I was born into a Berkeley family of Social Democrats—my father studied Swedish economic policies—then I trained in social-democratic Economics in Scandinavia, before cutting my career teeth in a Norwegian Labor Party think tank. I thereby personify the threat trumpeted by Republicans: the sinister spread of Social Democracy.
So I am cheering wildly for establishing a federally owned health plan, right? Wrong.
Not that I’m particular opposed, either: It’s just not a big deal. Either way, new government-run plan or not, there won’t be much impact on our nation’s enormous health care problems. Our health care dilemmas—high costs, poor access, and mediocre outcomes–stem from much more fundamental issues than who sits on the board of yet another insurance plan.
These include the perverse incentive structures for key decision makers in the industry, including insurers, providers and patients. Insurers earn money by serving the well rather than the ill who need their assistance most, providers don’t become rich by managing care over time but by medically over-treating the critically sick, and consumers are incented to both stay out of the insurance pool until they’re sick and to seek medical help late.
Many health insurance executives I know would like to act more in keeping with the public good, but they can’t. If they did, they’d be driven out of business. Wherever there are large financial tradeoffs, the margins aren’t sufficient to allow choices other than prioritizing the organization’s cash flow. The same would apply to a publicly owned insurance company, as also its executives won’t be immune to the economic forces compelling antisocial decisions. Instead, economic realities in our poorly designed health care market would force behaviors similar to those by executives in for-profit, not-for-profit, and local/state government-owned health plans currently. Unless, of course, we were to see a highly implausible scenario unfold with hundreds of billions in ongoing subsidies, something that in turn necessitates either improbable tax increases or unimaginable charity from Chinese government.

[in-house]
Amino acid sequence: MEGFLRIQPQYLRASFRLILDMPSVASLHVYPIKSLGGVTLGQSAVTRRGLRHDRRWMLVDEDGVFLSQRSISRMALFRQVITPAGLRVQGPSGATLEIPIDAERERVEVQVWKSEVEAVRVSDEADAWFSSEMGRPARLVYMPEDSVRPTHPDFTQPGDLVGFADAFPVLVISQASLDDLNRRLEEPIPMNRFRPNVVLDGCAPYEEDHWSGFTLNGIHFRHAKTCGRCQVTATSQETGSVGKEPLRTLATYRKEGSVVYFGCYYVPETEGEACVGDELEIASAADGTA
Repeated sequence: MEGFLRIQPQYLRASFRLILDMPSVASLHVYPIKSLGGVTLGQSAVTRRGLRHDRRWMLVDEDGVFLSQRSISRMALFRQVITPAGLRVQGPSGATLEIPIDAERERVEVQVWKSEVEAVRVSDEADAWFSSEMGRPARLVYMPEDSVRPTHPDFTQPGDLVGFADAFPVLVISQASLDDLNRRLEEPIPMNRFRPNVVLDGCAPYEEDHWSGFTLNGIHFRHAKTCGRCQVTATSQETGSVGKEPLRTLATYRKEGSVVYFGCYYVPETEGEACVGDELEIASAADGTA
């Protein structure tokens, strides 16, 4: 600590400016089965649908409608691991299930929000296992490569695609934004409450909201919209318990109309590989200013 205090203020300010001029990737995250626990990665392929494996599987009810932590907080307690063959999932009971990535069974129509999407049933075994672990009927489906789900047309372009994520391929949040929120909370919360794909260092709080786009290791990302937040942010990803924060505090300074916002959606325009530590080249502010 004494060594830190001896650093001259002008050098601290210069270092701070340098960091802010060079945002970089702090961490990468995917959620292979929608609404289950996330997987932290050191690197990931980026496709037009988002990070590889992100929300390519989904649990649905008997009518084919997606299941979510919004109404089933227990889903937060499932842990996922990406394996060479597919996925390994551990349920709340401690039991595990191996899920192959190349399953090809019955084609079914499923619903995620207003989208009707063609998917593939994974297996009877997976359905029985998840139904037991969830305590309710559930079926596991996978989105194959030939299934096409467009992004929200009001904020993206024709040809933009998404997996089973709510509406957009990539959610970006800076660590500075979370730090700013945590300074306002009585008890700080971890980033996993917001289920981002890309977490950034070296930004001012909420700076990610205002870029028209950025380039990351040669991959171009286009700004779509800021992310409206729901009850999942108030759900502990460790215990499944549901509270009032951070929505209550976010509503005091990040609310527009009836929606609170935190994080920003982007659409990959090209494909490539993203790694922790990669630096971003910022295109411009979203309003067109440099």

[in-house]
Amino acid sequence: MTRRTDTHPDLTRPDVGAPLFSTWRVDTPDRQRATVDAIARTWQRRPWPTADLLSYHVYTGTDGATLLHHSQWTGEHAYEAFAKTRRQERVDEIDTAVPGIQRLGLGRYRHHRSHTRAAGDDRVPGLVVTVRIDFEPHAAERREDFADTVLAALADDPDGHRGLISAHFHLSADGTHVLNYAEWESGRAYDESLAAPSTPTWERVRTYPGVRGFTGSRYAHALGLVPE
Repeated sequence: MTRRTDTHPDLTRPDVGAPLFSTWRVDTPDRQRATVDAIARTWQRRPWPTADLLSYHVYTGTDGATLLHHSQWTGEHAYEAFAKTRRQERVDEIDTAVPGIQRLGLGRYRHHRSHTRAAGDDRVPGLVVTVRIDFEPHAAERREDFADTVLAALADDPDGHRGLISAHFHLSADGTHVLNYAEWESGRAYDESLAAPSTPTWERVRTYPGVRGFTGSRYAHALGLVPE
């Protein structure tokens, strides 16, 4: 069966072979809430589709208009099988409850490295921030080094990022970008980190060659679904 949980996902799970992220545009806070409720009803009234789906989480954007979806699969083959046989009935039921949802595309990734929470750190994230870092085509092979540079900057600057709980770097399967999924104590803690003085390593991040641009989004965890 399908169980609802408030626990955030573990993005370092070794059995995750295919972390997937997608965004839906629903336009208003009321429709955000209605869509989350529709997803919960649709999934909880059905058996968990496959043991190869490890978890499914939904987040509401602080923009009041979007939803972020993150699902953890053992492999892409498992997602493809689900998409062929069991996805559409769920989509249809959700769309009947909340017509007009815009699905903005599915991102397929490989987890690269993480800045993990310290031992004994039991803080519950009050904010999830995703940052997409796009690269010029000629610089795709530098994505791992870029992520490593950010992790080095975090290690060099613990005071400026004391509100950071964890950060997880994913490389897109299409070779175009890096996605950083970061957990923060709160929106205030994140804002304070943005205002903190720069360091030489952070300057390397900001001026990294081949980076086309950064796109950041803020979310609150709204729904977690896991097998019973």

The government’s main role in any sector, a Scandinavian economist would claim, is ensuring that the sector’s “framing conditions” promote both each organization’s viability and the public good simultaneously. Establishing proper framing conditions does not mean attempting to micromanage a sector with hundreds of thousands of critical decision makers. Rather it means shaping incentives at a macro level such that the hundreds of thousands make decisions in line with interests of the whole. Make it so insurers, physicians, hospitals, and patients do good for society in order to do well themselves. Framing conditions and incentives matter regardless of the payer system chosen, whether based on private insurers or a single-payer government entity.
Establishing a new government-run health plan, or not, changes little or nothing of the health care industry’s incentive structures and framing conditions. Thus, the debate about it is a distraction. Having political distractions can be good, of course, if populist rabble-rousers on the left and right thereby are kept from messing negatively with truly critical issues. However, I beseech those of you central to forming policy for the pending reform: Please keep your eyes on more important matters. There is too much at stake if also you ignore the fundamentals.
David Hansen has aided organizations with health care strategy, IT planning, and new venture development for a couple decades, both in Norway and in the USA. He holds graduate degrees in Economics and Business Administration, the latter from within the People’s Republic of Berkeley.